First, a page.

The script for Arnaud Desplechin's sprawling Kings And Queen must look something like a David Foster Wallace novel, packed with footnotes and allusions, spontaneous flashbacks and non sequiturs, and long monologues that stretch out like page-long sentences. As the title of his three-hour signature work My Sex Life… Or How I Got Into An Argument suggests, Desplechin isn't afraid of a little long-windedness, because life isn't always tidy enough to squeeze into the expected narrative boxes. Even so, his new film feels like an overflowing repository of ideas, a by-parts exhilarating and baffling mélange of melodrama and comedy that can leap from Greek mythology to rap music in a finger-snap. It's easy to get drunk on the film's go-for-broke spirit, which recalls the zestiest work of the French New Wave in its wild, discursive breaks from convention. But the sum of Kings And Queen proves more difficult to measure: At the end of the day, what is this movie really about, anyway?
Structured like a mini-novel in two long chapters and an epilogue, Kings And Queen follows two former lovers along parallel tracks until circumstances bring their unkempt lives together again. In a meaty, free-ranging performance, Emmanuelle Devos plays a twice-divorced single mother of 35 who works at a Paris art gallery and carries on a loveless relationship with a wealthy man who offers comfort and stability. Meanwhile, her manic ex Mathieu Amalric, a quartet violinist, gets mistakenly committed to a psychiatric hospital, where his erratic behavior seems to ensure an even longer stay than necessary. During a visit with her father, a highly respected writer putting the finishing touches on a memoir, Devos discovers that he's had cancer long enough for it to metastasize, which causes her to fret for her young son's future. Her desperation leads her back to Amalric, whom she hopes will adopt the boy, but his unstable temperament makes him a questionable candidate for the job.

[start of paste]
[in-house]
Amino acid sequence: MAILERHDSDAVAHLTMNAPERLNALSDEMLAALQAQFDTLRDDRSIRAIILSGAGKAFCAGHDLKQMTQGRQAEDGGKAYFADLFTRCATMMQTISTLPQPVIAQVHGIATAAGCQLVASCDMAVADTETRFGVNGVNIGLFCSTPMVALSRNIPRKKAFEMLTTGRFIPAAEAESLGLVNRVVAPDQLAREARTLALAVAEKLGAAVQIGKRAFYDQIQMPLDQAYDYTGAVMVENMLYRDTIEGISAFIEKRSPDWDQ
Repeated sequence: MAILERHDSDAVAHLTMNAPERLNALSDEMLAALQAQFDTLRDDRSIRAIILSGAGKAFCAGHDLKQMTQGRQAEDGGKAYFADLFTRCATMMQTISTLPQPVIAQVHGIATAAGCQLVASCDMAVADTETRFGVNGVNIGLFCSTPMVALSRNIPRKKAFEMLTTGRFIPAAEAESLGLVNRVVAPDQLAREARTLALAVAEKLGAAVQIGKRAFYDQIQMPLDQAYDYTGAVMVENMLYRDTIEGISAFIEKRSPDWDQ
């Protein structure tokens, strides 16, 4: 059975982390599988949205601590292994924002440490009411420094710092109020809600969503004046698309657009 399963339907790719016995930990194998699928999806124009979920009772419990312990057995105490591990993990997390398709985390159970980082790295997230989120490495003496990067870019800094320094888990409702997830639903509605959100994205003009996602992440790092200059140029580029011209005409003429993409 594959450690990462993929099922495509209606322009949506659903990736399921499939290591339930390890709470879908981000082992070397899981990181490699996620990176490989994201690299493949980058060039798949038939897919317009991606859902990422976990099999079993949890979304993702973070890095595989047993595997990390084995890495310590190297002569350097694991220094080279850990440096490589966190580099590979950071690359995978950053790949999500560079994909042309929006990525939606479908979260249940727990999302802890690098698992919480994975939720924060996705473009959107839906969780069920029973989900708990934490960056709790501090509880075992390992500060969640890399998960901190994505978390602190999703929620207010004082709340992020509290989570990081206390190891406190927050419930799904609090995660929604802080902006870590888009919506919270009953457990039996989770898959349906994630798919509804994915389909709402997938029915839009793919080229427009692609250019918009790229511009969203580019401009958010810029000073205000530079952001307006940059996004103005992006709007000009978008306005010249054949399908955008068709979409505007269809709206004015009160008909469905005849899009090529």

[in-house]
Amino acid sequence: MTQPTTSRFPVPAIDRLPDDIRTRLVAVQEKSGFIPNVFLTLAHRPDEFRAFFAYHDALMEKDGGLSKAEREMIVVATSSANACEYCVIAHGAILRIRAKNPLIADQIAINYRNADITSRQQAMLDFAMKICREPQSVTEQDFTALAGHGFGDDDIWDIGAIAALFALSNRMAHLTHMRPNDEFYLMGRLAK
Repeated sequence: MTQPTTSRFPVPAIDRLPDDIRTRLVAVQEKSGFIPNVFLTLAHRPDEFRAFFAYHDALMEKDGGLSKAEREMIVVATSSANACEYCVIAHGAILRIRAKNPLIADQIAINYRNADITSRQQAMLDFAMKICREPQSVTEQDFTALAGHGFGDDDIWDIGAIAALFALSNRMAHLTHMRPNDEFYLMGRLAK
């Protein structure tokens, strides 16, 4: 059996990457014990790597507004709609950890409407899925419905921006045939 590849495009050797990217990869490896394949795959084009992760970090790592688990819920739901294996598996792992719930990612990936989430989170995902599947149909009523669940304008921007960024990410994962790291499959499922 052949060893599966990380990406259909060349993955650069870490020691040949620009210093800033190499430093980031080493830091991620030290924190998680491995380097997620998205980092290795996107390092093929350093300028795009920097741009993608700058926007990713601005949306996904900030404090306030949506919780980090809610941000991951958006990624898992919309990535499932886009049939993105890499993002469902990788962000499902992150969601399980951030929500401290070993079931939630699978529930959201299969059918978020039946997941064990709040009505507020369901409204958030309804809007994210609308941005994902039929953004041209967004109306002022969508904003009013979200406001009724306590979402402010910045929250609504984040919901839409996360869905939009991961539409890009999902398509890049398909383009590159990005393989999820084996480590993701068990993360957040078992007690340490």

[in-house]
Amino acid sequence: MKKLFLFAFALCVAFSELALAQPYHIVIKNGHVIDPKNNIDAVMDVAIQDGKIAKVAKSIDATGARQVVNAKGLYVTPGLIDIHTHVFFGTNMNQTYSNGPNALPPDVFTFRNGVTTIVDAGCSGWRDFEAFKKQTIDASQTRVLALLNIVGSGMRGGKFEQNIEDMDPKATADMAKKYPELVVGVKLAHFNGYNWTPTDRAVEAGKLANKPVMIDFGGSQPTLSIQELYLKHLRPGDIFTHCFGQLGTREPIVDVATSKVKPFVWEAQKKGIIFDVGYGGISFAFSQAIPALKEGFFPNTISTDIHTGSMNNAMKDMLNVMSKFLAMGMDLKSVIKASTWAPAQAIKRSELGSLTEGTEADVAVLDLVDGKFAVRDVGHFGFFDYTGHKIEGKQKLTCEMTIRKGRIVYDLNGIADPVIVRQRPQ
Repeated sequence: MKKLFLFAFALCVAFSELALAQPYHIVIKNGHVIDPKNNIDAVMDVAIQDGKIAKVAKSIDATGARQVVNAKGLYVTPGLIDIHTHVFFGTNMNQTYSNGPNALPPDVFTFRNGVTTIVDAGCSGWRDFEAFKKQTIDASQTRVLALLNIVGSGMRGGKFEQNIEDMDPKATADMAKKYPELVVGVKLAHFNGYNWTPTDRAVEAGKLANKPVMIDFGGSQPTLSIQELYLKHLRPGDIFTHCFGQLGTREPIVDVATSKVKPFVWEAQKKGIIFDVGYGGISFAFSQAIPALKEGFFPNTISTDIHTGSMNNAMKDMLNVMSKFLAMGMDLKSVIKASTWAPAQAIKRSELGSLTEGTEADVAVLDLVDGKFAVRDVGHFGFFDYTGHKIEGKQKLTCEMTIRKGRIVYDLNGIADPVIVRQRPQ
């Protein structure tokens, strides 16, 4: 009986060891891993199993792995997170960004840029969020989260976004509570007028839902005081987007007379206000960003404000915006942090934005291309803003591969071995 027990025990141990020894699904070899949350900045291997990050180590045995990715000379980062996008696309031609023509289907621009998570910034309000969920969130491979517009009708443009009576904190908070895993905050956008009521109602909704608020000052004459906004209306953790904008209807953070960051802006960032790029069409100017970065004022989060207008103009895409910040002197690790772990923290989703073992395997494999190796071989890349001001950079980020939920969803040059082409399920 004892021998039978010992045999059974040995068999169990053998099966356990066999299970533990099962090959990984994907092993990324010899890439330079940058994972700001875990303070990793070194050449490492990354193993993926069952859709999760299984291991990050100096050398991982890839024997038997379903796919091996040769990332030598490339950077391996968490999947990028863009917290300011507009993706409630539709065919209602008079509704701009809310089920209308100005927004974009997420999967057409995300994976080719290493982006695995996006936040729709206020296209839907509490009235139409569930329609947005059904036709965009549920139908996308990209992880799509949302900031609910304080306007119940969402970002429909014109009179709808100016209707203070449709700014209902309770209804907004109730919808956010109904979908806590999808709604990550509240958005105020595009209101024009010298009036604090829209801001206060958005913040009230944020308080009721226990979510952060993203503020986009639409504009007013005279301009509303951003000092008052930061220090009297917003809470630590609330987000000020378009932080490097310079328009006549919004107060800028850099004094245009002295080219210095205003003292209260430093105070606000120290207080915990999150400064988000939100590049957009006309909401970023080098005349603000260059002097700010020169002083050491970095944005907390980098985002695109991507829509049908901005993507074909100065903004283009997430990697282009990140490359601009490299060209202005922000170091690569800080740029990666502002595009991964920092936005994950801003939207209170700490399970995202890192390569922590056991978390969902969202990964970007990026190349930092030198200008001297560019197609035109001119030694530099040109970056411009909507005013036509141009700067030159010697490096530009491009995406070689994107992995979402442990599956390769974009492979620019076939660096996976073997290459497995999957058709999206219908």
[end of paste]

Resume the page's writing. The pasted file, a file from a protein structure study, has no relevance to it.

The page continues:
It all sounds like a standard, even drippy, treatment of familial relations, but Desplechin keeps yanking out the rug, especially whenever the film drifts anywhere close to sentiment. Premises like the one in Kings And Queen usually lead flawed characters to call on inner reserves of strength, but Devos and Amalric only reveal deeper shortcomings, which makes them more touching and human. Yet Desplechin's wildly discursive style calls so much attention to itself that even his heroes are overwhelmed by the aesthetic gamesmanship, left to flounder as the director skips from Leda And The Swan to breakdancing to a Hong Kong-style action sequence at a convenience store. Though frequently dazzling, Kings And Queen proves that a bunch of punchy singles don't necessarily make an album.